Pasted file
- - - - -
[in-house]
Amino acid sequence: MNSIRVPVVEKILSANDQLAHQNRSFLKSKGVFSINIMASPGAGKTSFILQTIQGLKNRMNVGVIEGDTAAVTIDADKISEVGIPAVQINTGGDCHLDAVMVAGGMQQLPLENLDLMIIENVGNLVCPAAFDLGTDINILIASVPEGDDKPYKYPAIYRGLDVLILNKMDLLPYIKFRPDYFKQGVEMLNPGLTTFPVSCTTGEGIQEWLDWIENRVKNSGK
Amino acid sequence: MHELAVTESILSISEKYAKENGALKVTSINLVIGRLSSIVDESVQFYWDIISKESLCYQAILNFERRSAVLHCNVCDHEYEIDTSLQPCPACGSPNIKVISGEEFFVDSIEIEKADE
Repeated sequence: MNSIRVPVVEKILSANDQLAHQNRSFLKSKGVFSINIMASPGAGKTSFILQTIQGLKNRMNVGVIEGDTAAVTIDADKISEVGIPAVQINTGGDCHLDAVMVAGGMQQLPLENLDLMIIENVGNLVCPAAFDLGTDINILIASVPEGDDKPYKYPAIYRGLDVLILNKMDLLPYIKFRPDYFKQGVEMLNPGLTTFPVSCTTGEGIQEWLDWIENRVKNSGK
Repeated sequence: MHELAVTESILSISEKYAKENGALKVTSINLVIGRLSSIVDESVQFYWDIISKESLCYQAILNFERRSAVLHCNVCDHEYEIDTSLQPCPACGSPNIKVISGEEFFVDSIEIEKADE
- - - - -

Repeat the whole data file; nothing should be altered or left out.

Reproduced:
[in-house]
Amino acid sequence: MNSIRVPVVEKILSANDQLAHQNRSFLKSKGVFSINIMASPGAGKTSFILQTIQGLKNRMNVGVIEGDTAAVTIDADKISEVGIPAVQINTGGDCHLDAVMVAGGMQQLPLENLDLMIIENVGNLVCPAAFDLGTDINILIASVPEGDDKPYKYPAIYRGLDVLILNKMDLLPYIKFRPDYFKQGVEMLNPGLTTFPVSCTTGEGIQEWLDWIENRVKNSGK
Amino acid sequence: MHELAVTESILSISEKYAKENGALKVTSINLVIGRLSSIVDESVQFYWDIISKESLCYQAILNFERRSAVLHCNVCDHEYEIDTSLQPCPACGSPNIKVISGEEFFVDSIEIEKADE
Repeated sequence: MNSIRVPVVEKILSANDQLAHQNRSFLKSKGVFSINIMASPGAGKTSFILQTIQGLKNRMNVGVIEGDTAAVTIDADKISEVGIPAVQINTGGDCHLDAVMVAGGMQQLPLENLDLMIIENVGNLVCPAAFDLGTDINILIASVPEGDDKPYKYPAIYRGLDVLILNKMDLLPYIKFRPDYFKQGVEMLNPGLTTFPVSCTTGEGIQEWLDWIENRVKNSGK
Repeated sequence: MHELAVTESILSISEKYAKENGALKVTSINLVIGRLSSIVDESVQFYWDIISKESLCYQAILNFERRSAVLHCNVCDHEYEIDTSLQPCPACGSPNIKVISGEEFFVDSIEIEKADE